Organizations should also work towards sending techies with five plus years of experience to off-campus training programs. Moreover, they must focus on the visibility factor of the employees. One of the ways of doing this is through constant recognition of contribution on the technical side. For example, whenever someone files for a patent, he/she can be handed out a $750 amount as a token of appreciation. The same should follow when the patent is accepted. There should also be a team working exclusively on commercializing already filed patents. The thrill of seeing their creation come alive can be a compelling pull that will stop the brain drain.

Companies could also look at patent-to-PhD linkages, wherein one who files a patent should be allowed to scale it up into a PhD thesis. This calls for a deep industry-academic tie-up that is missing in the current set-up.

As HR lead in Symbol, I have had the opportunity of introducing a few initiatives, and people in the industry might benefit from implementing these in their organizations in their own ways.

As a first, we have done away with mid-managerial titles like co-coordinators and project managers in a big way, and have replaced them with designated domain specialists viz. specialists in MAC, routing, wireless. Such nomenclature ensures that techies who have stuck to a particular domain are recognized not just by their work, but by their titles as well. It gives them a high and ensures they take pride in their work. We have also out in place a policy, which makes certain that job-rotation does not take place unless one spends at least 24 months in a domain. This ensures continuance, and in that expertise building.

Secondly, we have ensured that various tech forums are vibrant within the company itself. In fact, we have the same tech forums as there are in IEEE, and we send our engineers to various seminars to exchange tech-talks with their peers. This sharing helps them learn a lit and also realize the value of their contribution in the industry.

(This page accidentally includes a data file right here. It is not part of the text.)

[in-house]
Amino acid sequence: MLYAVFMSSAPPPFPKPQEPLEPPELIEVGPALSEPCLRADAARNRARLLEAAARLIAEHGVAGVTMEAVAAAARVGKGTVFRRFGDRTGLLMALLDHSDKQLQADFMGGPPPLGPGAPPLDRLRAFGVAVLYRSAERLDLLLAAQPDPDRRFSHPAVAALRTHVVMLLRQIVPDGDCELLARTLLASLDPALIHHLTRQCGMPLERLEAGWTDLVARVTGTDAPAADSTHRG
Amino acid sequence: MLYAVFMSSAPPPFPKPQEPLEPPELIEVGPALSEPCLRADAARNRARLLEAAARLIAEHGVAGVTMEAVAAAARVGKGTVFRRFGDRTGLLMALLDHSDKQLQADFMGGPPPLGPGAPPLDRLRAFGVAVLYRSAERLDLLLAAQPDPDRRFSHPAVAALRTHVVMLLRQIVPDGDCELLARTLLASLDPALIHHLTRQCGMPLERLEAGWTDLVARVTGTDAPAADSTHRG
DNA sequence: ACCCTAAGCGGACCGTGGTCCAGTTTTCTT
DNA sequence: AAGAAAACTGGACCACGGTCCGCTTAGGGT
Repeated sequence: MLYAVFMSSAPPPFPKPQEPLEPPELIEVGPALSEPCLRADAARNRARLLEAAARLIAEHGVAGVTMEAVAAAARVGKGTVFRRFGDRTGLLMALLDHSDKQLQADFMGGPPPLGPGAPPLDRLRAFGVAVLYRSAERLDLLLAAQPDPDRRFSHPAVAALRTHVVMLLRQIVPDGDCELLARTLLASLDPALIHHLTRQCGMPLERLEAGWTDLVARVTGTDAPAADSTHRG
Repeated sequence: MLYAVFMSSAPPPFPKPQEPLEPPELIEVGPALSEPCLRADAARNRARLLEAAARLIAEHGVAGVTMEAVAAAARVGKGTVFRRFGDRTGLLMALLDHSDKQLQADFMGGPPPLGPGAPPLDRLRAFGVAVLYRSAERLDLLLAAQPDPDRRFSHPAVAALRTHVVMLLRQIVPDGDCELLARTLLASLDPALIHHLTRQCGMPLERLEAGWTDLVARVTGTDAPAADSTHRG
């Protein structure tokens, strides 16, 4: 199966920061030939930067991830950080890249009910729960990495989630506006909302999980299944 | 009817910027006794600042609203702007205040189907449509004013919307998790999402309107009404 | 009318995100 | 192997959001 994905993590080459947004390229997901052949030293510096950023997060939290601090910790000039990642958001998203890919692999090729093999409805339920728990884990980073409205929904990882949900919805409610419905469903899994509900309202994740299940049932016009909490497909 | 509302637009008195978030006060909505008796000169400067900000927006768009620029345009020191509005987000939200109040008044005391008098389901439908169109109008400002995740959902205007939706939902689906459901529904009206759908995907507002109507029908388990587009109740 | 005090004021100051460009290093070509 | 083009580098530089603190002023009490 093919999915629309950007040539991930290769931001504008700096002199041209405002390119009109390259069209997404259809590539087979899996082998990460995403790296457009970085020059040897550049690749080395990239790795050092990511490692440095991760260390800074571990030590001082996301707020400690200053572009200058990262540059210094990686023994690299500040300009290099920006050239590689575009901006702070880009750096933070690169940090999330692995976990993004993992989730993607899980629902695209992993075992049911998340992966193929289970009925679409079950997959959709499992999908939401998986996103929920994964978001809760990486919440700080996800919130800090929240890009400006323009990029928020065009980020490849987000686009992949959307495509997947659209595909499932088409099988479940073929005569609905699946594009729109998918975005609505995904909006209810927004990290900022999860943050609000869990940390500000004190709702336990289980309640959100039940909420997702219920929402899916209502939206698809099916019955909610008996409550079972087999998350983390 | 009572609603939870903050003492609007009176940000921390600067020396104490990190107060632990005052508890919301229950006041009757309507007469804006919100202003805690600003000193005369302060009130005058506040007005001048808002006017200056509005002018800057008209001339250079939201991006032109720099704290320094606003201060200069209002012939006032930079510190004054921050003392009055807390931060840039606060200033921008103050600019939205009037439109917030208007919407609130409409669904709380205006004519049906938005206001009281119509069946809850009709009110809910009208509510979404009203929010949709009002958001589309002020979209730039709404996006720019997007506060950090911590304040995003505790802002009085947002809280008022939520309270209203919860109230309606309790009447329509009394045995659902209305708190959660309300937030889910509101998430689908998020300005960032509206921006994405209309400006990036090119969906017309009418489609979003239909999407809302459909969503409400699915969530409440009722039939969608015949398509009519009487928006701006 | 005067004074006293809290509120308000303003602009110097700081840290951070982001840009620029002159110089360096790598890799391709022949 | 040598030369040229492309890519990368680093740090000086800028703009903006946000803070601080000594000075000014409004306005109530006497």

Thirdly, for every engineer working in Symbol, higher education has been made a must. From the company’s side we have designated one lakh rupees per employee per year to facilitate higher studies/certifications. Also, each one of them is pushed towards presenting one white paper every year. Though not all are able to come up with one at the end of the day, it at least ensures that their thinking caps are on, and their faculties are not focused on drifting away to other pastures.

Another innovative practice to build technology focus is assigning primary and secondary activities to engineers. While the former is project derived, the later is based on the employee’s technical aspirations. In the performance reviews some weightage is given to completion of secondary / background activities. Asked to pursue work in a domain of their preference, with or without linkages to their current domain, engineers often choose deep-end topics that point out the inadequacy of their learning. This has a sobering effect on self assessment of their tech competence, and makes them seek internal tech gurus for knowledge.

So making the engineering horses drink technology has to be nurtured by organizations and internalized by every engineer as clear career roadmap.

The author is Director-HR, Symbol Technologies, which was recently acquired by Motorola.